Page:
The concept of a postnuptial agreement is not a familiar one to most married couples, although many will likely have heard of pre-nuptial agreements (signed in anticipation of the parties’ marriage) or marital settlement agreements (signed to resolve the issues when the parties’ marriage ends in a divorce).
A postnuptial agreement is distinct from these other types of marriage-related agreements. A postnup must have all of the other indicia of a binding contract – in writing, signed by both parties before a Notary Public, etc. However, unlike these other agreements, it is designed to address certain issues in a still viable marriage. Specifically, when a couple finds themselves facing intractable problems that may lead towards a divorce, a carefully thought-through postnuptial agreement may be an effective solution. It can provide clarity and security in the event that the marriage should fail, while still maximizing the chances of saving the marriage.
Ann’s situation is illustrative. She and her husband are both attorneys and have been married for eight years. Ann is an associate in her law firm, but her mentor within the firm has let her know that she will be considered for partnership in two years. Ann and her husband have been discussing having a baby, and they are in agreement that they want their child to have a stay-at-home parent for at least the first three years of life. Ann is conflicted. Although she is willing to take on the primary parenting role, she is angered about the hit her career will take. She may not be able to get back on the partnership track, and, in any case her long-term earning potential will be negatively affected.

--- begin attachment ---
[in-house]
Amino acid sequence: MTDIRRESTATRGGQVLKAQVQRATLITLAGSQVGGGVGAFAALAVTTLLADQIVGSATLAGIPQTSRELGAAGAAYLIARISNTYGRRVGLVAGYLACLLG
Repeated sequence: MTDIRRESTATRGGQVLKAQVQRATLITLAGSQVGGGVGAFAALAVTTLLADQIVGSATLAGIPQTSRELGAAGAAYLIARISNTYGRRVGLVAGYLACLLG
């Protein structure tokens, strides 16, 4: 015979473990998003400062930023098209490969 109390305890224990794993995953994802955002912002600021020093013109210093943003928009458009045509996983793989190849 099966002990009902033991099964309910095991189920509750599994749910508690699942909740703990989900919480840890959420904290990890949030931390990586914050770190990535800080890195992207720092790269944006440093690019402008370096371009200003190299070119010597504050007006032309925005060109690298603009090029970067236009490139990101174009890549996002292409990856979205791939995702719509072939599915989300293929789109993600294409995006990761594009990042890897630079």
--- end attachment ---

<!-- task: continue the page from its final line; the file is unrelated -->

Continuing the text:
A postnup could be an effective and creative way of addressing Ann’s concerns. For example, the agreement could provide that Ann will get a disproportionate share of the assets in the event of a divorce in order to make up for her decreased earning potential. It could also provide for alimony for Ann in accordance with a formula which takes into account the negative impact on Ann’s long-term compensation. (Note that although there are differences between Virginia, Maryland and the District of Columbia, the law in these jurisdictions in general does not provide for enforceability of provisions relating to children, such as custody and child support, in a postnuptial agreement.)
An experienced and creative family law attorney will be able to help Ann come up with solutions that address this stumbling block in her marriage, and then reduce those concepts to writing in the provisions of a postnuptial agreement.
There are innumerable variations on the above scenario. When contemplating life changes that could impact your satisfaction and security in your marriage, consider consulting a family law attorney to explore the advantages of a postnuptial agreement.